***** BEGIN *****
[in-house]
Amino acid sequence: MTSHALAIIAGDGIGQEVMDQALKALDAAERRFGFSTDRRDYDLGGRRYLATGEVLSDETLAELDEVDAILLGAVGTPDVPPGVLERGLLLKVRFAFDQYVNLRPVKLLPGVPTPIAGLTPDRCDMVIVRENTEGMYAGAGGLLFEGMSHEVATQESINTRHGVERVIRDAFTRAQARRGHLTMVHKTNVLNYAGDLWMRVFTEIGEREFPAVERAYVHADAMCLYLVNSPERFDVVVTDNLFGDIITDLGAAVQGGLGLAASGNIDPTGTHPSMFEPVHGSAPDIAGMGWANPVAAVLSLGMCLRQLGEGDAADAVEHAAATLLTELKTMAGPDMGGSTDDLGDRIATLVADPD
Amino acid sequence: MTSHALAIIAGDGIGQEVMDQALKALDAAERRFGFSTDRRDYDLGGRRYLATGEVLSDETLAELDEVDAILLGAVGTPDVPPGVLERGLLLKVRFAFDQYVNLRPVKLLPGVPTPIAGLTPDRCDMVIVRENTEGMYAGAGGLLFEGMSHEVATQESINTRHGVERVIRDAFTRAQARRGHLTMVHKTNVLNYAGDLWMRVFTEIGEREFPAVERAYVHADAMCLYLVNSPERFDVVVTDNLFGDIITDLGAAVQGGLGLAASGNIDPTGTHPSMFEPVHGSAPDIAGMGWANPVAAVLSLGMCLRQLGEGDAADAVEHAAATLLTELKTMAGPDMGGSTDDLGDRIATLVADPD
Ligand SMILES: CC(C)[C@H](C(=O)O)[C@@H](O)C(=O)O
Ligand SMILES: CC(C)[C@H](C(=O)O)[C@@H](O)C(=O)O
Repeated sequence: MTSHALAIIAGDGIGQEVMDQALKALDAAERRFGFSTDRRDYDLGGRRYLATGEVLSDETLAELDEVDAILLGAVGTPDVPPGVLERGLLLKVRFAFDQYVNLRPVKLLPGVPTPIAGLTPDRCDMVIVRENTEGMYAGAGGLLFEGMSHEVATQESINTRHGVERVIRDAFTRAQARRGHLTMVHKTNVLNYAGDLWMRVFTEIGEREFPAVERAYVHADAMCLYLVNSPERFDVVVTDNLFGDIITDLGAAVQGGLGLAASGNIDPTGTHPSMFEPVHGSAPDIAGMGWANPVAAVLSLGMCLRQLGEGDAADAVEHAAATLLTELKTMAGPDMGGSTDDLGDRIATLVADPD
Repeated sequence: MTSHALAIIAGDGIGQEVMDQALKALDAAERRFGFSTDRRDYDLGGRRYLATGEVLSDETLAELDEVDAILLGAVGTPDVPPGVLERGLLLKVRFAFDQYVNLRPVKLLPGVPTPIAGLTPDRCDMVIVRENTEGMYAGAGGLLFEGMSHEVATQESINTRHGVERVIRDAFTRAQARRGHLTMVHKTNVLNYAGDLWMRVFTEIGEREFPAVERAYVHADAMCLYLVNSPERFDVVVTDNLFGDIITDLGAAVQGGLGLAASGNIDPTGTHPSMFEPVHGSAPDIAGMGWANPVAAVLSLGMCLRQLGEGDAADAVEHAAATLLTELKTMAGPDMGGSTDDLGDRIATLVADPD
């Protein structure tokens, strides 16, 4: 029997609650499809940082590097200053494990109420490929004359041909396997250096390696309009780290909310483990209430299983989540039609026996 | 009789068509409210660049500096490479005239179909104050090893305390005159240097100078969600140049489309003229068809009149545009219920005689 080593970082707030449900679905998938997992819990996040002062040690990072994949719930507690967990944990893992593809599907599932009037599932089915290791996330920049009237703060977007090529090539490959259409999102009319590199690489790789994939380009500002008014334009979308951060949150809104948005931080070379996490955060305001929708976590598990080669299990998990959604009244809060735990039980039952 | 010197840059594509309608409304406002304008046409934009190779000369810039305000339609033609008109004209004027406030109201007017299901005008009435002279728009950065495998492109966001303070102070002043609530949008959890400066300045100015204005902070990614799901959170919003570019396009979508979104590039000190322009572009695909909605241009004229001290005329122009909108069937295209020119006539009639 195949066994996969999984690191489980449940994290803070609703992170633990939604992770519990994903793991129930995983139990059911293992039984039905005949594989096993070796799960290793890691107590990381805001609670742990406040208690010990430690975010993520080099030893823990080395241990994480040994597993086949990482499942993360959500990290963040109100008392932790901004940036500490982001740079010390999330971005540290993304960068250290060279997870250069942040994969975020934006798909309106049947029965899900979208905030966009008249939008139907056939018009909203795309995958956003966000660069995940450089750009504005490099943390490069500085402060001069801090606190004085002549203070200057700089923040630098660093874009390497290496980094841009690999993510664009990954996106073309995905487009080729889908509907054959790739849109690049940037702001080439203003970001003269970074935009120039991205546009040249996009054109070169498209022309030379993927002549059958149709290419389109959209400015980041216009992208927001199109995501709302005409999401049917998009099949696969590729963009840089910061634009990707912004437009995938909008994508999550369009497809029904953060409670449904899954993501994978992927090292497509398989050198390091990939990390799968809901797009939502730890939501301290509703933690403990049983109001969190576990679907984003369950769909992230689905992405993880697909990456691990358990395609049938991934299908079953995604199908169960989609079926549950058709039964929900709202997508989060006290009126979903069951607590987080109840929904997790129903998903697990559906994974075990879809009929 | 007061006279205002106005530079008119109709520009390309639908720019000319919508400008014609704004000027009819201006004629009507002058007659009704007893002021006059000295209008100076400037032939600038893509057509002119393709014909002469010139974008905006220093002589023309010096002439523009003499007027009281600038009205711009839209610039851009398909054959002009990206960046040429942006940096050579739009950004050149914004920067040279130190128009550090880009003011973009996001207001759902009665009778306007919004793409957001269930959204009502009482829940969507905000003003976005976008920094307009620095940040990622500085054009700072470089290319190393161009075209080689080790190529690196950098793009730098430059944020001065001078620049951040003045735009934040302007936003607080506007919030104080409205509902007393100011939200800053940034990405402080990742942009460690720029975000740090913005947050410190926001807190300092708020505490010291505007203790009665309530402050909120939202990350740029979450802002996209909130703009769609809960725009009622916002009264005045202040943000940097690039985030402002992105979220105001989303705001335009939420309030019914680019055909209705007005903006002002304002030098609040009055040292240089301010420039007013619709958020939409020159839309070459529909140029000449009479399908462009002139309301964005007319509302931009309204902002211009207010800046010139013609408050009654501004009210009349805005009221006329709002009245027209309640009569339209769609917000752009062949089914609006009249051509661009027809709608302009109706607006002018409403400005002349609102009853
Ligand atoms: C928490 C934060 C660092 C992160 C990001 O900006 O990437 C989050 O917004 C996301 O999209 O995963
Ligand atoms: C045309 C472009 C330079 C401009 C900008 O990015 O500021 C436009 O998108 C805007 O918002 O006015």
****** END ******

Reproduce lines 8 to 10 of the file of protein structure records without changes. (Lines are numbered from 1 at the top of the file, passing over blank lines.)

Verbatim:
């Protein structure tokens, strides 16, 4: 029997609650499809940082590097200053494990109420490929004359041909396997250096390696309009780290909310483990209430299983989540039609026996 | 009789068509409210660049500096490479005239179909104050090893305390005159240097100078969600140049489309003229068809009149545009219920005689 080593970082707030449900679905998938997992819990996040002062040690990072994949719930507690967990944990893992593809599907599932009037599932089915290791996330920049009237703060977007090529090539490959259409999102009319590199690489790789994939380009500002008014334009979308951060949150809104948005931080070379996490955060305001929708976590598990080669299990998990959604009244809060735990039980039952 | 010197840059594509309608409304406002304008046409934009190779000369810039305000339609033609008109004209004027406030109201007017299901005008009435002279728009950065495998492109966001303070102070002043609530949008959890400066300045100015204005902070990614799901959170919003570019396009979508979104590039000190322009572009695909909605241009004229001290005329122009909108069937295209020119006539009639 195949066994996969999984690191489980449940994290803070609703992170633990939604992770519990994903793991129930995983139990059911293992039984039905005949594989096993070796799960290793890691107590990381805001609670742990406040208690010990430690975010993520080099030893823990080395241990994480040994597993086949990482499942993360959500990290963040109100008392932790901004940036500490982001740079010390999330971005540290993304960068250290060279997870250069942040994969975020934006798909309106049947029965899900979208905030966009008249939008139907056939018009909203795309995958956003966000660069995940450089750009504005490099943390490069500085402060001069801090606190004085002549203070200057700089923040630098660093874009390497290496980094841009690999993510664009990954996106073309995905487009080729889908509907054959790739849109690049940037702001080439203003970001003269970074935009120039991205546009040249996009054109070169498209022309030379993927002549059958149709290419389109959209400015980041216009992208927001199109995501709302005409999401049917998009099949696969590729963009840089910061634009990707912004437009995938909008994508999550369009497809029904953060409670449904899954993501994978992927090292497509398989050198390091990939990390799968809901797009939502730890939501301290509703933690403990049983109001969190576990679907984003369950769909992230689905992405993880697909990456691990358990395609049938991934299908079953995604199908169960989609079926549950058709039964929900709202997508989060006290009126979903069951607590987080109840929904997790129903998903697990559906994974075990879809009929 | 007061006279205002106005530079008119109709520009390309639908720019000319919508400008014609704004000027009819201006004629009507002058007659009704007893002021006059000295209008100076400037032939600038893509057509002119393709014909002469010139974008905006220093002589023309010096002439523009003499007027009281600038009205711009839209610039851009398909054959002009990206960046040429942006940096050579739009950004050149914004920067040279130190128009550090880009003011973009996001207001759902009665009778306007919004793409957001269930959204009502009482829940969507905000003003976005976008920094307009620095940040990622500085054009700072470089290319190393161009075209080689080790190529690196950098793009730098430059944020001065001078620049951040003045735009934040302007936003607080506007919030104080409205509902007393100011939200800053940034990405402080990742942009460690720029975000740090913005947050410190926001807190300092708020505490010291505007203790009665309530402050909120939202990350740029979450802002996209909130703009769609809960725009009622916002009264005045202040943000940097690039985030402002992105979220105001989303705001335009939420309030019914680019055909209705007005903006002002304002030098609040009055040292240089301010420039007013619709958020939409020159839309070459529909140029000449009479399908462009002139309301964005007319509302931009309204902002211009207010800046010139013609408050009654501004009210009349805005009221006329709002009245027209309640009569339209769609917000752009062949089914609006009249051509661009027809709608302009109706607006002018409403400005002349609102009853
Ligand atoms: C928490 C934060 C660092 C992160 C990001 O900006 O990437 C989050 O917004 C996301 O999209 O995963
Ligand atoms: C045309 C472009 C330079 C401009 C900008 O990015 O500021 C436009 O998108 C805007 O918002 O006015």